Trawling the Web for place-related information is tedious at the best of times. A new search engine, being tested in Europe, recognises geographical terminology and has the intelligence to understand the searches and match them to places.
[ClickPress, Tue Feb 15 2005] Punch in a request for all restaurants ‘near’ a particular town, and the average search engine will draw a blank. “The problem,” says Christopher Jones, coordinator of the IST project Spirit, “is they do not understand place-specific requests. They find documents with the place names, but don’t know what they are or what is nearby.”
Web engines offering to search for information by geographical location, he adds, are experimental or link responses only to business directory listings. Which is why five European universities and a national mapping agency joined forces to produce a ‘spatially aware information retrieval’ system, for use with the Internet.
Within 18 months, the project had a prototype. Based on a pure text search engine developed by project partner Sheffield University, ‘Spirit’ specialises in finding information that relates to a particular geographical location.
“Our demonstrator focuses on Europe, specifically cities such as Cardiff, Edinburgh and Zurich,” says Jones. “It contains a test collection of around 20,000 documents, expanding soon to around 100 million, built on a terabyte of web data.”
From April 2005, anyone can test the demonstrator by logging onto the project website. Adds the coordinator: “We offer access to restricted geographical areas, partly due to copyright issues. But testers will discover that Spirit is fast and effective for certain types of query.”
Because Spirit is specialised for information that is geographically specific, users can find web pages relating to particular places with ease. It understands what people mean when they search for data that is spatially related to a named place, such as being ‘north of’ or ‘near’ or ‘inside’ the place. For example, it can find places within places, examples being the boroughs of London, without the user having to specify their names in the original search.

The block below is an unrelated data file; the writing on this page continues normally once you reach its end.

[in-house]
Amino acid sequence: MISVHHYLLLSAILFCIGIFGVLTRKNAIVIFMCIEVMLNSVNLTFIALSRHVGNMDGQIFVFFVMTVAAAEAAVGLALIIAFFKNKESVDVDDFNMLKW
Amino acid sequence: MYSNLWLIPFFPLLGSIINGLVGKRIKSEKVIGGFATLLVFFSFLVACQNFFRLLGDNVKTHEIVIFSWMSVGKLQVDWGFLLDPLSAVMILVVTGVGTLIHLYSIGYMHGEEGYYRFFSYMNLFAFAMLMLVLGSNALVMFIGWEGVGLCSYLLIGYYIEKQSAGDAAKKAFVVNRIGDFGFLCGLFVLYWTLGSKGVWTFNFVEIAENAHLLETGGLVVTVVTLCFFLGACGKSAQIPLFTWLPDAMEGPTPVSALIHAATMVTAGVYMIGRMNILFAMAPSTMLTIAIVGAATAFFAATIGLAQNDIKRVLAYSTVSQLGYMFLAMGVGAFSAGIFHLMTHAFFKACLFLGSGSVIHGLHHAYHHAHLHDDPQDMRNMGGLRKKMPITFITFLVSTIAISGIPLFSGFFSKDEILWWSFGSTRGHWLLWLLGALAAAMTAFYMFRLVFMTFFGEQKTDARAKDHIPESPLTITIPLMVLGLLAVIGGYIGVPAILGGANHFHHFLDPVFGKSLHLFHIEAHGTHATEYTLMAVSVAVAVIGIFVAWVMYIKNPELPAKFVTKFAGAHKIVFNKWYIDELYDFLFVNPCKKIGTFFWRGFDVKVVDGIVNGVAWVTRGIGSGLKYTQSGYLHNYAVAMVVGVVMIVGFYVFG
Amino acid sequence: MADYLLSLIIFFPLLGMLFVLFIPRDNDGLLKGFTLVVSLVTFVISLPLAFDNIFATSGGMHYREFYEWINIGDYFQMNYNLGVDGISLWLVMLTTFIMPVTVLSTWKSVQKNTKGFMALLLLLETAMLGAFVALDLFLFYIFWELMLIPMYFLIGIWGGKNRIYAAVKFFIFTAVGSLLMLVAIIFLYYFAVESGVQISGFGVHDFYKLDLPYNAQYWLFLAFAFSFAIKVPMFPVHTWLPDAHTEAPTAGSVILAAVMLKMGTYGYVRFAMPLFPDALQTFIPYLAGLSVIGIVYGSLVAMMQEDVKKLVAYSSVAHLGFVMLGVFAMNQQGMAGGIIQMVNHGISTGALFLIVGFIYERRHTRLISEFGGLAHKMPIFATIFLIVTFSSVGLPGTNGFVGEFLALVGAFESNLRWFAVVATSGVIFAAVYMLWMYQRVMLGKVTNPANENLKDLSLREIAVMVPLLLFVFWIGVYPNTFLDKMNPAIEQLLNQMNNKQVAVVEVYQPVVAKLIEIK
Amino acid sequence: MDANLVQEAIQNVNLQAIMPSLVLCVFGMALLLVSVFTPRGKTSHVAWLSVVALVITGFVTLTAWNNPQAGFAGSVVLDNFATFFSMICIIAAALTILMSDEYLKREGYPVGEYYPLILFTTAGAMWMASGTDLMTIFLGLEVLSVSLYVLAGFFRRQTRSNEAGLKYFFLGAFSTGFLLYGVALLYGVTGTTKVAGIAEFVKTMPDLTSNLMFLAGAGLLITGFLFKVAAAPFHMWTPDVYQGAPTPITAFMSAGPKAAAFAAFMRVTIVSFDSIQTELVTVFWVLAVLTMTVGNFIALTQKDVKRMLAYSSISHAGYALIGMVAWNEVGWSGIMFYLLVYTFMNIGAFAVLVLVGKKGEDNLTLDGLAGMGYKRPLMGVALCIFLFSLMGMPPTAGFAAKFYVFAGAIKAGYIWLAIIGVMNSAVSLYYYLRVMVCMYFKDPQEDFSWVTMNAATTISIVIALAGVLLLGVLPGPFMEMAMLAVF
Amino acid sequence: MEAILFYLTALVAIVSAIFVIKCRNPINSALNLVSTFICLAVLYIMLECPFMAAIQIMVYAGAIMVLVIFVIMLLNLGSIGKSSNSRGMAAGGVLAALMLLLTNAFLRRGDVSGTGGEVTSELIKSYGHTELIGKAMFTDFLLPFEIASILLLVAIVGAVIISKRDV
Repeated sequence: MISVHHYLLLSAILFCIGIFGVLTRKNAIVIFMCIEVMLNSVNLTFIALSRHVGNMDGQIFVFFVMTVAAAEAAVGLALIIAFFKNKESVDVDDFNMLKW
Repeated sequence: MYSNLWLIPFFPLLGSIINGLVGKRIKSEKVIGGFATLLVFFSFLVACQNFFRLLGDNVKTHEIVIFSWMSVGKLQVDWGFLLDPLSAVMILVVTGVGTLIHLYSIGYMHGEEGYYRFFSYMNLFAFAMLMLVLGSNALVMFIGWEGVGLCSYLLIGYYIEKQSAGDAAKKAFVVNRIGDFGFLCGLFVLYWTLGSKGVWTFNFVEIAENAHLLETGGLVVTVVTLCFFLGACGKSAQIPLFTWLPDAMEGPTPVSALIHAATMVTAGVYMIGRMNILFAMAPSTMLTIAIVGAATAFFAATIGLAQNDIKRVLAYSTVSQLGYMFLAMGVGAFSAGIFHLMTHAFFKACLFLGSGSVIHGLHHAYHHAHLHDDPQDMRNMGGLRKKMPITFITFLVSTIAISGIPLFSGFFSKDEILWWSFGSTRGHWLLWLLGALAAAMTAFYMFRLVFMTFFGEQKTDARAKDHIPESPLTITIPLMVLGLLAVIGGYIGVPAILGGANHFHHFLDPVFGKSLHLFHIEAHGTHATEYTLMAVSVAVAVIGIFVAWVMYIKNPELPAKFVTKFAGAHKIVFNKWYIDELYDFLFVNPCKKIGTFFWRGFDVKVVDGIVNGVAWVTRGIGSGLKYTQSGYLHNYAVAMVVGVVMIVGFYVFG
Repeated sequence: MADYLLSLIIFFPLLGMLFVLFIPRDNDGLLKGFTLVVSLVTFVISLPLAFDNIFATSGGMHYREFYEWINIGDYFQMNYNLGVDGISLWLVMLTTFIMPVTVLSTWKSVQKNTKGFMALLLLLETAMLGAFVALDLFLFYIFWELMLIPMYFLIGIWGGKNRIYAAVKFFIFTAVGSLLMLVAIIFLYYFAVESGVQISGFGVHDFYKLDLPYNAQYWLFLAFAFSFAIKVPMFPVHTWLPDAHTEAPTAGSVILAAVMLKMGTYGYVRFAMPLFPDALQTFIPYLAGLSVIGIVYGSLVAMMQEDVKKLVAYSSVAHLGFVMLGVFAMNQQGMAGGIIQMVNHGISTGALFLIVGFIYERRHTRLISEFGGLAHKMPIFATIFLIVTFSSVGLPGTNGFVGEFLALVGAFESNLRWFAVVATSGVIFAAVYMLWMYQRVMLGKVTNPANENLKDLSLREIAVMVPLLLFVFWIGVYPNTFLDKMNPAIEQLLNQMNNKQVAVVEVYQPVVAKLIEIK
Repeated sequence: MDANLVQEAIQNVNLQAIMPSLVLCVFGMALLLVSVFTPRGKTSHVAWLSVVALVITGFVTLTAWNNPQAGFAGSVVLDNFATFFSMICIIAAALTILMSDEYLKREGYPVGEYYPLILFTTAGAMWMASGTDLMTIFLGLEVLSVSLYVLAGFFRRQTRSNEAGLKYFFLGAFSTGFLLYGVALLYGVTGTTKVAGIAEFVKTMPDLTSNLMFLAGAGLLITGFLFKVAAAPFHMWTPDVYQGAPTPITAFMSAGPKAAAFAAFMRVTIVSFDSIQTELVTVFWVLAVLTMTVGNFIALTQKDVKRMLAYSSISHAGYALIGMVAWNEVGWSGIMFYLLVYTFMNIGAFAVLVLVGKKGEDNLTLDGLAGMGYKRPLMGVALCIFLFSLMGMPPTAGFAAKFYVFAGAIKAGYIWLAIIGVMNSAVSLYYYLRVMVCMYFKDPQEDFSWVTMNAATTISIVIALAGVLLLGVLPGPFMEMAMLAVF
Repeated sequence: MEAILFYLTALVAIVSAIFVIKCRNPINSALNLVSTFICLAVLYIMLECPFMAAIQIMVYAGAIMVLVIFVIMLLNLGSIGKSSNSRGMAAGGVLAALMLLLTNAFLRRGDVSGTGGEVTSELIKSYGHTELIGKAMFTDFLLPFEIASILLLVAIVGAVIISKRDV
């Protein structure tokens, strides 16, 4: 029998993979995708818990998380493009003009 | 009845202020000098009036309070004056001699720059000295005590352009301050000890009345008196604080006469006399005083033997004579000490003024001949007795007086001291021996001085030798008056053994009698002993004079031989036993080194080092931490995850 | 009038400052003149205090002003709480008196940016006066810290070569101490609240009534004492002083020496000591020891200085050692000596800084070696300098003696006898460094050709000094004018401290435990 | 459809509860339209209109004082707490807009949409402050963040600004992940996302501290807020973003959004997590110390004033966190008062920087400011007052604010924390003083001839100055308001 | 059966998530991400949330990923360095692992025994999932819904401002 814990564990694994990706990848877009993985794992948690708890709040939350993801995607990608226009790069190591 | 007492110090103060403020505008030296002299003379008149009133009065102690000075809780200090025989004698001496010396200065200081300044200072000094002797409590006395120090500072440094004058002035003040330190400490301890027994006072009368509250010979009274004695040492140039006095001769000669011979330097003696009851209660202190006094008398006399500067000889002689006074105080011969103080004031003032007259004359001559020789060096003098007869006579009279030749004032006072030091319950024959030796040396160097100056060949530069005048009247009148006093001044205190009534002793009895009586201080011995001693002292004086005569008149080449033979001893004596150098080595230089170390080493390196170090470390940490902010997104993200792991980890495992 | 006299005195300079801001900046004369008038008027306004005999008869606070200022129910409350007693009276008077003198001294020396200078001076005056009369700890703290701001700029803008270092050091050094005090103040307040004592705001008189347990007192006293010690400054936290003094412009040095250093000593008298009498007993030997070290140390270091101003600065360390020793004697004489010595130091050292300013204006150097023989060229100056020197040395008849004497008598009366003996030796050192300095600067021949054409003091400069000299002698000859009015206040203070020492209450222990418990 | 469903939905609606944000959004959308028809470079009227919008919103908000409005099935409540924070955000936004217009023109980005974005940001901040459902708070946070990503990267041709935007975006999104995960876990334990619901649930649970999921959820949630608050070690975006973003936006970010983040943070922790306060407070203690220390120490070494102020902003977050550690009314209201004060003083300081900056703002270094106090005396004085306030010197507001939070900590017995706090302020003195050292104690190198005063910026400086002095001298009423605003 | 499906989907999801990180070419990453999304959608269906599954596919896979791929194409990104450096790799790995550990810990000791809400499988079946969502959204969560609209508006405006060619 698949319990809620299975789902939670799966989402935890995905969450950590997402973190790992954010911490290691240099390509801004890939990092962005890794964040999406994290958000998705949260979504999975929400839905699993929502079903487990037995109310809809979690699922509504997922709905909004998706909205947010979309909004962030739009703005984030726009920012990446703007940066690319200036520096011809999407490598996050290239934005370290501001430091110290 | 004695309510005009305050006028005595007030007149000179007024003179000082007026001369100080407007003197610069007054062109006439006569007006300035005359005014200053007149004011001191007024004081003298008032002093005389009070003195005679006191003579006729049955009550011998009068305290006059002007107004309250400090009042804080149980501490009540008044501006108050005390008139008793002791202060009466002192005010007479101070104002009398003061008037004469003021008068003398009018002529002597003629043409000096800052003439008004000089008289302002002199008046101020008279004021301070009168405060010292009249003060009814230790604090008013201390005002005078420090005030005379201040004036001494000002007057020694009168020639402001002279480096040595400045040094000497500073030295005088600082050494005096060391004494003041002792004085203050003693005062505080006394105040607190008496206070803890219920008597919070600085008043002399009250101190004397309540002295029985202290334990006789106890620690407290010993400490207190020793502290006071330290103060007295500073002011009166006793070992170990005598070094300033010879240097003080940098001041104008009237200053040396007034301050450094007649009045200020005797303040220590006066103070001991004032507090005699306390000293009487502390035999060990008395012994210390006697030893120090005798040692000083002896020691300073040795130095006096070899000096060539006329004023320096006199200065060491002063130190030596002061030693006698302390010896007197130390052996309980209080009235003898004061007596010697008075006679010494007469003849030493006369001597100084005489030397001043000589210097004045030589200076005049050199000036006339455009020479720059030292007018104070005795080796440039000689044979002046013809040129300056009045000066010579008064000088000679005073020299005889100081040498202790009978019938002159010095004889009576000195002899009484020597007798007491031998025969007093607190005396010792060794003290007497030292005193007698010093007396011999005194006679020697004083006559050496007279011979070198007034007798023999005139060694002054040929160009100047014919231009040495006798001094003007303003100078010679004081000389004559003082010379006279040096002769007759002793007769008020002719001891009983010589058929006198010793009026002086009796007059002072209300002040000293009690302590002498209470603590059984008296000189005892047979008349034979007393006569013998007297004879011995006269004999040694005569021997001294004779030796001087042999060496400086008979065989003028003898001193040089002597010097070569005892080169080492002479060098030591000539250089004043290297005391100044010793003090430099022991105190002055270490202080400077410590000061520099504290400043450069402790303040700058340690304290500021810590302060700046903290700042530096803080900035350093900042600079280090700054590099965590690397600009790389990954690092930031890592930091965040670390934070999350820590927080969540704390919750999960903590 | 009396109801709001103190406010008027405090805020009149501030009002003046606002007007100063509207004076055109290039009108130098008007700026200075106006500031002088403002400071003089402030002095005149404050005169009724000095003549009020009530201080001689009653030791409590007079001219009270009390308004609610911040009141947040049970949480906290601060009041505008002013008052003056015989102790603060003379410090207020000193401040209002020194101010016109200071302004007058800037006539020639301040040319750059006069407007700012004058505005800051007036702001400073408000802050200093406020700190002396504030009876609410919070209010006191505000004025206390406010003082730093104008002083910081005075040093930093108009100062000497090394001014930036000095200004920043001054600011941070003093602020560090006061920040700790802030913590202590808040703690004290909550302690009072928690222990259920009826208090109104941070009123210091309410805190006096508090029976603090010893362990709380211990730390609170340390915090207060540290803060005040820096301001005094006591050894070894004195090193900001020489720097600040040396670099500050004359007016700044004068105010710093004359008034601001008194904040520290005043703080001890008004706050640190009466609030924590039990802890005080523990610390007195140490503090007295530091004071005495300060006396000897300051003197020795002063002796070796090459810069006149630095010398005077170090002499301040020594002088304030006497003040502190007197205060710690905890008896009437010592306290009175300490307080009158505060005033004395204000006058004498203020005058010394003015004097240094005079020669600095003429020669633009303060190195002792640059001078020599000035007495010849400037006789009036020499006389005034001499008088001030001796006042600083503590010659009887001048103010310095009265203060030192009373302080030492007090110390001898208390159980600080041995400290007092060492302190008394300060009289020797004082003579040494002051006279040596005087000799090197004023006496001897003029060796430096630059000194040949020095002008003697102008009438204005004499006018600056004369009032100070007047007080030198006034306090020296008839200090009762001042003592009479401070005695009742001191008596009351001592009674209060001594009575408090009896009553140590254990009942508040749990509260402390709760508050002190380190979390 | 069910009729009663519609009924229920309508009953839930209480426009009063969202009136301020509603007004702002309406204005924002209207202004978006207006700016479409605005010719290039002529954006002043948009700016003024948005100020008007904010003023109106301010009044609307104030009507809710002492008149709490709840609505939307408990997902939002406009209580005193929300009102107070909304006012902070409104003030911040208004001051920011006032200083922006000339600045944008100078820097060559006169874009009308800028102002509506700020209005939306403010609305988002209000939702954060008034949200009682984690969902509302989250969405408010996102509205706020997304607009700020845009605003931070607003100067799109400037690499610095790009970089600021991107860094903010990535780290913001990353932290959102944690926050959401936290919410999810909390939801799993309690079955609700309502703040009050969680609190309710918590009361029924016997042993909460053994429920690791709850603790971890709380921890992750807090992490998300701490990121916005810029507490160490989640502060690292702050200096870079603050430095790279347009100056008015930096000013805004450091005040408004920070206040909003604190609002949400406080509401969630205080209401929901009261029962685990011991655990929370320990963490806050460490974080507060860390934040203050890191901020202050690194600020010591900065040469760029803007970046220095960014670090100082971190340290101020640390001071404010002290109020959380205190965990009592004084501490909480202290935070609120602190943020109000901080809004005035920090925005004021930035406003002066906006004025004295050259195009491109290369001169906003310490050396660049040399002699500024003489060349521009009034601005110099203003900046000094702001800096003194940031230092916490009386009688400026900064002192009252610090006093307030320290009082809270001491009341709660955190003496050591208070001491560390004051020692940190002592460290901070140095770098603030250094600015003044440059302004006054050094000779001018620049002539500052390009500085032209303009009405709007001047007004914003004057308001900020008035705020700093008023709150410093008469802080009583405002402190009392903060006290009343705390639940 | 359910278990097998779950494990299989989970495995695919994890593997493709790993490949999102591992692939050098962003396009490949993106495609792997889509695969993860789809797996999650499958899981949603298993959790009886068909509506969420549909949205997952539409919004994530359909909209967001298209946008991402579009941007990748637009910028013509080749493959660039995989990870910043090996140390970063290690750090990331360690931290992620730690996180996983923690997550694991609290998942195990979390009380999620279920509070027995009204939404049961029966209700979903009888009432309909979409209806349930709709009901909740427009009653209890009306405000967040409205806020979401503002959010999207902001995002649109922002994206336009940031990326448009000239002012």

At the heart of Spirit is the geographic ontology, a knowledge base of geographic places built from various resources. “This base is vital for geotagging or characterising documents according to their geographical context. It is also essential for recognising the presence of place names in user queries,” says Jones. The search engine can, for instance, alert the user if a place name has multiple occurrences and prompt the user to say which one they are interested in – very useful for tracking the one in ten places that share a name with somewhere else. Relevance ranking also has geographical intelligence and sorts the results of queries according to geographic relevance, as well as with respect to the textual subject matter.
The project’s demonstrator is being refined with improved spatial indexing and geotagging. The partners will also extend the geographic ontology to recognise imprecise and vague names, such as England’s Lake District or the South of France.
“We seek a promoter to take this software beyond the project’s lifetime,” says Jones. He believes people working in his own discipline of Geographical Information Systems would benefit from Spirit, since GIS users often do specific searches based on names rather than map coordinates.
Other commercialisation targets include digital libraries and search-engine companies expanding their conventional search methods. Lastly, according to the coordinator, Spirit could open up new markets for location-aware mobile devices, allowing users to find geographically specific web resources associated with their current location.
Christopher B. Jones
Professor of Geographical Information Systems
School of Computer Science
5 The Parade
Cardiff CF24 3AA
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